Niabi: 12 Years Ago
The Gate of Tayborne was underutilized and forgotten by most Northerners. She knew it would not be difficult to infiltrate, even on her own. Her green eyes glistened in the moonlight as she scaled the forty-foot-tall, white stone wall. As she neared the top, she hugged the wall to ensure the guards would not see her.
She expected a small company of guards to be on duty, but there were only six. Six was foolish. Six would require little effort to kill.
Slithering to the cobblestone street, the hooded intruder strutted up to the soldiers huddled by a flickering fire in the bailey.
“Halt,” their captain stepped forward. “Who are you?” The soldiers drew their swords and encircled her when she did not answer. “I will ask you once more,” he growled. “Who are you?”
Again, she did not speak, but she stretched her arms wide, level with her shoulders, fists closed and unarmed. Confused, the soldiers lowered their weapons. Then she struck.
With the flick of her wrists, she launched twin daggers in opposite directions, slicing the necks of two guards.
Two charged her. She whipped two lightweight blades from the holsters on her back, closed her eyes, and waited for them to reach her. The first soldier to get close enough swung his sword, but she dodged his blow, and as she rose stabbed him through his chest in one swift motion. She opened her eyes as the second soldier lunged toward her and blocked the incoming blow with her second blade. He thrust his weapon again but was unable to keep up with her speed. Losing control of his longsword, she sliced through his neck, nearly decapitating him.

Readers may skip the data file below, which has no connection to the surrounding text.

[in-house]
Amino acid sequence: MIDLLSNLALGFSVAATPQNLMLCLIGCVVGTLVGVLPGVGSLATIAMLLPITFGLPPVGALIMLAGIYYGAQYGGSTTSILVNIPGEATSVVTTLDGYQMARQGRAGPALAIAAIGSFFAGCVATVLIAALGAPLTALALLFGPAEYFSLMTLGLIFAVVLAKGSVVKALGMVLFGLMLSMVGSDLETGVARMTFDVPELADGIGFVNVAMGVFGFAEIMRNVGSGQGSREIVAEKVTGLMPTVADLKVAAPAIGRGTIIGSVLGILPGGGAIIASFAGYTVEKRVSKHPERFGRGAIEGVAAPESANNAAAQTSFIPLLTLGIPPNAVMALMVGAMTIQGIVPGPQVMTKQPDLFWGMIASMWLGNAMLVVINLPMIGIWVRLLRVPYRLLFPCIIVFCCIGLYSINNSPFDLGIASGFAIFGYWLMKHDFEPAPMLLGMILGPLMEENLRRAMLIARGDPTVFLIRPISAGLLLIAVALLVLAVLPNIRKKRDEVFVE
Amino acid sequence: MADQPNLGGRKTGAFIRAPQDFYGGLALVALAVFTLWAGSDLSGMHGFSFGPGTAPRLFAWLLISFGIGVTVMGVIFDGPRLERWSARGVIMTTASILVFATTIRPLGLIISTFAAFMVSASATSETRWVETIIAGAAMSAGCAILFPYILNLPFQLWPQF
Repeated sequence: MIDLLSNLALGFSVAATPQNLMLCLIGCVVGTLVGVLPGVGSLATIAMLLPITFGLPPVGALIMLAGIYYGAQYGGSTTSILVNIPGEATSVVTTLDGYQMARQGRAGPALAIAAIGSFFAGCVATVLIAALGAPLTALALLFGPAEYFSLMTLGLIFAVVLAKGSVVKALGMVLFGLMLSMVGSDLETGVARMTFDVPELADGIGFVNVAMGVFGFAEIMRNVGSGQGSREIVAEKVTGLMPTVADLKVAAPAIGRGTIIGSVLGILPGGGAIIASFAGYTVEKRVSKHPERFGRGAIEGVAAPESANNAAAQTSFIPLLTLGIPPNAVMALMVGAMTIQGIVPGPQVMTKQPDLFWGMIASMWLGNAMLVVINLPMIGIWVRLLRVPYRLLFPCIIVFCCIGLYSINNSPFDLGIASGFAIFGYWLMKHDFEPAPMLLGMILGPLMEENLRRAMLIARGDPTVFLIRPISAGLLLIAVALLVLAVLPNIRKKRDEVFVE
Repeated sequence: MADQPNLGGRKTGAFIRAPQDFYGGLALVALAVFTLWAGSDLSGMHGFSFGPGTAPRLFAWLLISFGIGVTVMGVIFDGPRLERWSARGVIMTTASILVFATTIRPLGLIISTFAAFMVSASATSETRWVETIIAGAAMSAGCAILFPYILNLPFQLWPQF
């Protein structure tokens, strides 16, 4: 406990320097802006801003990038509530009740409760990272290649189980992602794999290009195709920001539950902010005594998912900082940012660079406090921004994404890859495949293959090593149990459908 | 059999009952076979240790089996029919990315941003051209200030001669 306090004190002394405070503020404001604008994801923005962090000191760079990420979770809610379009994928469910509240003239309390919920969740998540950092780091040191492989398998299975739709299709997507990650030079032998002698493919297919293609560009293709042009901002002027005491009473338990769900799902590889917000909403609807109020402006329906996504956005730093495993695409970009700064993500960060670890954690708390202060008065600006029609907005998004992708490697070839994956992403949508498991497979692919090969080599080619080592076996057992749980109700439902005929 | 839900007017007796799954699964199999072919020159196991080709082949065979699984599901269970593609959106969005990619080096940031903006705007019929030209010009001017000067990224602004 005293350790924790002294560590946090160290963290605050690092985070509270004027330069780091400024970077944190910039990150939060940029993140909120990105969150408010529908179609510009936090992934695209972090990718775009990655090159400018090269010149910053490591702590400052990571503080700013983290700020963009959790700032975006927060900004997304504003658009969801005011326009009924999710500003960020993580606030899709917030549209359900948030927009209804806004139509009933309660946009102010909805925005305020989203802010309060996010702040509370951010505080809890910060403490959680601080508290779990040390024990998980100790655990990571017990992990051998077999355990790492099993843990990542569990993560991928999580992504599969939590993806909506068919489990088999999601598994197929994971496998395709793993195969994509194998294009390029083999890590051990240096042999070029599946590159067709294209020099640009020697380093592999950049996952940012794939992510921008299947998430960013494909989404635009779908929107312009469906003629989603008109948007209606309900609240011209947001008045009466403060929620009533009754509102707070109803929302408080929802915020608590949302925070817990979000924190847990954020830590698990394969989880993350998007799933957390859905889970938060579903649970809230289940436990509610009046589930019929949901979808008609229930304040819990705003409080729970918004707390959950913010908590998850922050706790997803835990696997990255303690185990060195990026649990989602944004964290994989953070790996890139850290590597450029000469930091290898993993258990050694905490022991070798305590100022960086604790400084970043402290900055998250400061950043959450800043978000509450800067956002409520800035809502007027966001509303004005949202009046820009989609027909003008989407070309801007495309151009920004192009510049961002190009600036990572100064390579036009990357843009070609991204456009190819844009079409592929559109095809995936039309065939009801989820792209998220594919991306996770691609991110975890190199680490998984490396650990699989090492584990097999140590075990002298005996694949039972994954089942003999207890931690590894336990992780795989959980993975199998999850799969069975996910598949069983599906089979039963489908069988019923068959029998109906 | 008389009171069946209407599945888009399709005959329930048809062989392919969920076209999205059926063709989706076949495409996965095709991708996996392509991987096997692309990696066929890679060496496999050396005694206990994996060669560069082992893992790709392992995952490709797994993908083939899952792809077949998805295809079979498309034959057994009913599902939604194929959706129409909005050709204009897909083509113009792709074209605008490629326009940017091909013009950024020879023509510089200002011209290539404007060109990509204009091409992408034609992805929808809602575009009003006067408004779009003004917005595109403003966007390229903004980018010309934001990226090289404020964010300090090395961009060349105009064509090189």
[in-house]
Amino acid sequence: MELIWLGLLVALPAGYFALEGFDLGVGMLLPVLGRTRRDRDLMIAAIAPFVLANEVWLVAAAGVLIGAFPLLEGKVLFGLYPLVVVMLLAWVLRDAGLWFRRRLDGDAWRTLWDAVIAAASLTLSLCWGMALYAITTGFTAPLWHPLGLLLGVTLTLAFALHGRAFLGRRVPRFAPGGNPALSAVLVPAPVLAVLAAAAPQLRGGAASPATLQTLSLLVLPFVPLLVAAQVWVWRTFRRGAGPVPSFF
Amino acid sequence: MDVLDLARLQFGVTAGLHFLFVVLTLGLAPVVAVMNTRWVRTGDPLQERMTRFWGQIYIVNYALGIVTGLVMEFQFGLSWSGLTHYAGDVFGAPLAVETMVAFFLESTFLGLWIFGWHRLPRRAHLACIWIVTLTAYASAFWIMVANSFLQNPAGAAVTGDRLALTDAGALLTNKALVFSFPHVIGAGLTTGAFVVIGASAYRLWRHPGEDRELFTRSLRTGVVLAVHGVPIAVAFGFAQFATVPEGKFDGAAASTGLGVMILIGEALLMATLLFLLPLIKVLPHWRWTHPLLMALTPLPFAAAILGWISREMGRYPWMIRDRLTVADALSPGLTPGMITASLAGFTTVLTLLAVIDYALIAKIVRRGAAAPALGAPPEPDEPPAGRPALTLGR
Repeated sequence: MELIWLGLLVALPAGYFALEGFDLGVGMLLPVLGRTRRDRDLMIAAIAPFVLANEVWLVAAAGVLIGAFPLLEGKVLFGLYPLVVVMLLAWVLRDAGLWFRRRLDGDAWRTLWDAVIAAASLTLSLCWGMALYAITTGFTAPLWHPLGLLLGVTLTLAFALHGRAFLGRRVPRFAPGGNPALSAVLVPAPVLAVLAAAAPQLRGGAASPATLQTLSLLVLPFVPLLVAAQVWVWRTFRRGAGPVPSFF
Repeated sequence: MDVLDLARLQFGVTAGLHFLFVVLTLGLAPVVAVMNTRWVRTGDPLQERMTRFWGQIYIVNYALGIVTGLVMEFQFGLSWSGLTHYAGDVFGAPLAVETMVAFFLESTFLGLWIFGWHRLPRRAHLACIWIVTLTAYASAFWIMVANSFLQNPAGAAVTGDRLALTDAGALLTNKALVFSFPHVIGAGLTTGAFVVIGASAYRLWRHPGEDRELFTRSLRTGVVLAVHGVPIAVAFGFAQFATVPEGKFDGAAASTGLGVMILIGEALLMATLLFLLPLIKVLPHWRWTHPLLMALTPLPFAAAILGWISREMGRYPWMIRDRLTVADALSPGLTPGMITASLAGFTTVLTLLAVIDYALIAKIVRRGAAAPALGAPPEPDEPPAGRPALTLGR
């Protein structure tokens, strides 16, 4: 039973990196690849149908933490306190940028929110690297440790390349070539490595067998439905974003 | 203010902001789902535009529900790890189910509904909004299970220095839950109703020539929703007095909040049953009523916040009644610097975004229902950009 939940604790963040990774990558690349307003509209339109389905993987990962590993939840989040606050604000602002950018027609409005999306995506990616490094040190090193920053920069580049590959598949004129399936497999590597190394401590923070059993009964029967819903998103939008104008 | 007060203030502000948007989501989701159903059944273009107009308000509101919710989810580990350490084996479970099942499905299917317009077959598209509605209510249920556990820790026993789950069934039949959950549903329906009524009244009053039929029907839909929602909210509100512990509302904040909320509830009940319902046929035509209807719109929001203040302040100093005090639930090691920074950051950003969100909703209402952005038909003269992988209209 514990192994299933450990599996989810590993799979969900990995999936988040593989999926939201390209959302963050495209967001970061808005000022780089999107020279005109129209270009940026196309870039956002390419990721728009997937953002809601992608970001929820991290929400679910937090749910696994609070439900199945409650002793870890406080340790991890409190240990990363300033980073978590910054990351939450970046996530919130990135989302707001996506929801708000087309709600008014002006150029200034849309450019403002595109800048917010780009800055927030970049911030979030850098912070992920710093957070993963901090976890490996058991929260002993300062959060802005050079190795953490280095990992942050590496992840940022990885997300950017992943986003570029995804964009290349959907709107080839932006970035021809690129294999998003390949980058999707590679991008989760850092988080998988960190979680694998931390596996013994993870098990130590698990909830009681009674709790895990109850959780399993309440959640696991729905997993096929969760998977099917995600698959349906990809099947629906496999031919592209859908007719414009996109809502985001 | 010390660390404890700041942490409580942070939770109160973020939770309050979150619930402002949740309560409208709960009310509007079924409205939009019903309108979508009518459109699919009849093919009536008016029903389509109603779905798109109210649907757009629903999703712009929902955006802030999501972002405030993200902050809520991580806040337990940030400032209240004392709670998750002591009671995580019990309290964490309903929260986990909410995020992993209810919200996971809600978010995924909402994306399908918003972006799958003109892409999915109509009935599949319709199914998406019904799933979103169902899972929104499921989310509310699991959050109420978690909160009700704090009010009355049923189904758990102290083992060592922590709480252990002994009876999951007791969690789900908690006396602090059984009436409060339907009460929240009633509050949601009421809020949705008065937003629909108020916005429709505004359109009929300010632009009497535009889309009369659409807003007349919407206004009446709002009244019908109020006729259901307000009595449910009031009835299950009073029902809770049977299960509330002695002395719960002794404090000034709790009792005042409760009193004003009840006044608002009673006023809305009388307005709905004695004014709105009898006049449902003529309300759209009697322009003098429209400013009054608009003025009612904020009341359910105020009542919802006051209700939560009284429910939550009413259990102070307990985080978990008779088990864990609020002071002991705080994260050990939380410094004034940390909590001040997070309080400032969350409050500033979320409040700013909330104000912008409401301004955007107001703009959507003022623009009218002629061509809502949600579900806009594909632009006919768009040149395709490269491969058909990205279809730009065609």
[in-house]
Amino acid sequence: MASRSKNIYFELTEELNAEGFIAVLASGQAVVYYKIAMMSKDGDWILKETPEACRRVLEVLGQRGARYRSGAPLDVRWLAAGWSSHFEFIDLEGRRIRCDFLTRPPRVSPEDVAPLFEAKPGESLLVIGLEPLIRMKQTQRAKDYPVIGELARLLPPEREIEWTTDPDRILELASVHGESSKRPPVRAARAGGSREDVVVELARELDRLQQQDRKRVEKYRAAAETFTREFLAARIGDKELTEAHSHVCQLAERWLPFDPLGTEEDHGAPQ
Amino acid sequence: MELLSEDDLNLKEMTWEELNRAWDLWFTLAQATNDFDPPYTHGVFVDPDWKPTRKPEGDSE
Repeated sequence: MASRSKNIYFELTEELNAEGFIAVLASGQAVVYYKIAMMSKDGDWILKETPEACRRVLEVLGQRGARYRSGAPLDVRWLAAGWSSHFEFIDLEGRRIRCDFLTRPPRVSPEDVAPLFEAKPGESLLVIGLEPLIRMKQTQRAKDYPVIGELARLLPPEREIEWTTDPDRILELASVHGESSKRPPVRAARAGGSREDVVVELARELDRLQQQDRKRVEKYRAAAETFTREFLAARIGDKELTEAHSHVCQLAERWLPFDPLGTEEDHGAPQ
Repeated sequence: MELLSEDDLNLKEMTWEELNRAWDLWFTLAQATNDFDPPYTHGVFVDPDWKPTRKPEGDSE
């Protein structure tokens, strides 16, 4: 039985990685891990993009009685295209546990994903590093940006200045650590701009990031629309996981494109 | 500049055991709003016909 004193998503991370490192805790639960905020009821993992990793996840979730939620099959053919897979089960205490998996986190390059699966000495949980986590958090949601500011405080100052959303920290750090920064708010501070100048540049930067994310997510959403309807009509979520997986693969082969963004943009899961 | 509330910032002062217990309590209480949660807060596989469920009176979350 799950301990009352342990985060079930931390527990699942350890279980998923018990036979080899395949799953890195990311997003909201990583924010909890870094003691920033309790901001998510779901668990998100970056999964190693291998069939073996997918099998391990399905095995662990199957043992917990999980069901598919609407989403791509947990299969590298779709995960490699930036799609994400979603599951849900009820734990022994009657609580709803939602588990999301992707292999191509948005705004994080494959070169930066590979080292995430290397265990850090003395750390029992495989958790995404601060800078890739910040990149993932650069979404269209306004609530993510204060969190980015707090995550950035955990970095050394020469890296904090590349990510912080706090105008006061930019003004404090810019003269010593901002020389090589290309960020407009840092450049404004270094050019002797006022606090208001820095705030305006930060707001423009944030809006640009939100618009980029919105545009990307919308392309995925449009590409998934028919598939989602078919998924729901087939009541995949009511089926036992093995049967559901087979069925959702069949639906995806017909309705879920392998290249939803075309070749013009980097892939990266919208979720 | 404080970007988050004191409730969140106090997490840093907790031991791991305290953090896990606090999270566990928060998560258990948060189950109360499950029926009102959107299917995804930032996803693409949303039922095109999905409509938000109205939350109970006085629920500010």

Two remained. Both trembled at the sight of the assassin covered in blood.
“Who are you?” the soldier’s voice cracked.
“One the North wished to forget.” Her raspy voice caught them by surprise.
“A demon,” spat the taller soldier. “Come closer, so I might send you back to hell.”
Even though she wore a black mask covering the bottom half of her face, the guards could see her smirk as she sprinted toward them. The tall soldier braced himself. She was quick. Their weapons clashed loudly as they dueled. The other soldier jumped in to take her down, but she ducked, dodged, and tumbled to elude them. They stood on opposite sides of her, one in front, the other behind. She remained very still as they circled her. With a nod signaling to attack, both Northmen charged. She waited until they were near and when they swung their swords, she dropped to the ground in a front split and watched as they struck one another down.
She retrieved her daggers and opened the gate where her elite squad of warriors, the Shadows, was waiting. Marching in four rows, their black robes concealed their leather armor and their black masks made them look more like executioners than a rival army.
“That didn’t take you very long.” Tala the Andrago kicked over one of the dead bodies.
“The Northmen have grown weak hiding behind their white walls.” She sneered. She caught a glimpse of the ivory stone White Keep perched on a hill in the center of the city of Northwind.
For a moment, everything was quiet; everything was peaceful. She closed her eyes. She inhaled the crisp mountain air and listened as the waves of the Ignacia Sea crashed in the harbor. The white stone buildings and cobblestone streets glistened under the moon’s glow. It was always a magical sight; it was just as she had remembered.
“Just six?” Tala rubbed his clean-shaven, bronze face. He never wore a mask. He wanted his enemies to know exactly who was about to kill them. “Why just six?”
“He always did underestimate me.” She wiped her blades clean against her black leather pants. “Give the signal.”
Tala reached for the war horn that hung from his hip. “You’re sure about this?”
“I have come too far to turn back now.” Her eyes narrowed as the horn sounded. “Now to kill the King.”